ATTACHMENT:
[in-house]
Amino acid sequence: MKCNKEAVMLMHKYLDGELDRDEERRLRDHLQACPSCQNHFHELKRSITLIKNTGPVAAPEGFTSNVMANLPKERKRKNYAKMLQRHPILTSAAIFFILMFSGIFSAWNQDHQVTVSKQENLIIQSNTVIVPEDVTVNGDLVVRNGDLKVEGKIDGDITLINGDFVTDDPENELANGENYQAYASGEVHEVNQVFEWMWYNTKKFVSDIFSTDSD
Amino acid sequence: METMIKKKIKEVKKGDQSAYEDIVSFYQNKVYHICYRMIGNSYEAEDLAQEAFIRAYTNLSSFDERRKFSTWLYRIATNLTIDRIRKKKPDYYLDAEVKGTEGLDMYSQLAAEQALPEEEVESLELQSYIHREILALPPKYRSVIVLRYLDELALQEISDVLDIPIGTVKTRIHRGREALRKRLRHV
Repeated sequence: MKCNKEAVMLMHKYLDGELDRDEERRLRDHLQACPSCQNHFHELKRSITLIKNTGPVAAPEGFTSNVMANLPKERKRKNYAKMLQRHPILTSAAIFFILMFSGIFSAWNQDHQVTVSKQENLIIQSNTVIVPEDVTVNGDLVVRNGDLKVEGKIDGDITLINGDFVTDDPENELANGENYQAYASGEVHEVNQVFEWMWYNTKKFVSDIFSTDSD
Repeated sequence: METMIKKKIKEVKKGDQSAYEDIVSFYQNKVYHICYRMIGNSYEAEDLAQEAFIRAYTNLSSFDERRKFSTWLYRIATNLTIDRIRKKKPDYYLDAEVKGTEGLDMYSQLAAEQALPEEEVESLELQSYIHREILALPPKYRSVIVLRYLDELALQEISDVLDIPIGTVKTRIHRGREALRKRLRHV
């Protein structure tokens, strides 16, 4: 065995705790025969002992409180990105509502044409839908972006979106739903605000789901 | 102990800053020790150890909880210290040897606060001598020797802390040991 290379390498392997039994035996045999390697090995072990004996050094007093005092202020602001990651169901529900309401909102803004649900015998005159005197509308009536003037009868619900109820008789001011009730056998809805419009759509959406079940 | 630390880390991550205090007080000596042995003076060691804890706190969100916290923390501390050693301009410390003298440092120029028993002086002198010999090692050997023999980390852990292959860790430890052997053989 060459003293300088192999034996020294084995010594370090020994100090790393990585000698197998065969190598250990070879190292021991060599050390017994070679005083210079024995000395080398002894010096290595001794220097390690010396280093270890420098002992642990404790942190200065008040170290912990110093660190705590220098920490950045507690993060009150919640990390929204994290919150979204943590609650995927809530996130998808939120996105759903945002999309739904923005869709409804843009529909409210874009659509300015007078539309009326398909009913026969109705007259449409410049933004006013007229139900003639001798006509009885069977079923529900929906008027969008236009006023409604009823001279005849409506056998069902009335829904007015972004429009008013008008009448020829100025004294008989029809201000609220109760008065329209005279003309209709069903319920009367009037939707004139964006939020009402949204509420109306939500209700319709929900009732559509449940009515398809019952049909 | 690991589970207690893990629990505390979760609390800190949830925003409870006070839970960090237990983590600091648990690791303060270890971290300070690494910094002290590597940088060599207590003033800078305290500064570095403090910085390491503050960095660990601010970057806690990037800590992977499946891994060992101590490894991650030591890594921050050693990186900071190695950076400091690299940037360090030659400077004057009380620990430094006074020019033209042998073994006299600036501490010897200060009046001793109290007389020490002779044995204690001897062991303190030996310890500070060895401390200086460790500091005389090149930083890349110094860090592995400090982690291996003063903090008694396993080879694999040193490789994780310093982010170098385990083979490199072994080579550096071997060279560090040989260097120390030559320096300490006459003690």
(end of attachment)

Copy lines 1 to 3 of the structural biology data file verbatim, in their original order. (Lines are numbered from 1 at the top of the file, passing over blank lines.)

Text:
[in-house]
Amino acid sequence: MKCNKEAVMLMHKYLDGELDRDEERRLRDHLQACPSCQNHFHELKRSITLIKNTGPVAAPEGFTSNVMANLPKERKRKNYAKMLQRHPILTSAAIFFILMFSGIFSAWNQDHQVTVSKQENLIIQSNTVIVPEDVTVNGDLVVRNGDLKVEGKIDGDITLINGDFVTDDPENELANGENYQAYASGEVHEVNQVFEWMWYNTKKFVSDIFSTDSD
Amino acid sequence: METMIKKKIKEVKKGDQSAYEDIVSFYQNKVYHICYRMIGNSYEAEDLAQEAFIRAYTNLSSFDERRKFSTWLYRIATNLTIDRIRKKKPDYYLDAEVKGTEGLDMYSQLAAEQALPEEEVESLELQSYIHREILALPPKYRSVIVLRYLDELALQEISDVLDIPIGTVKTRIHRGREALRKRLRHV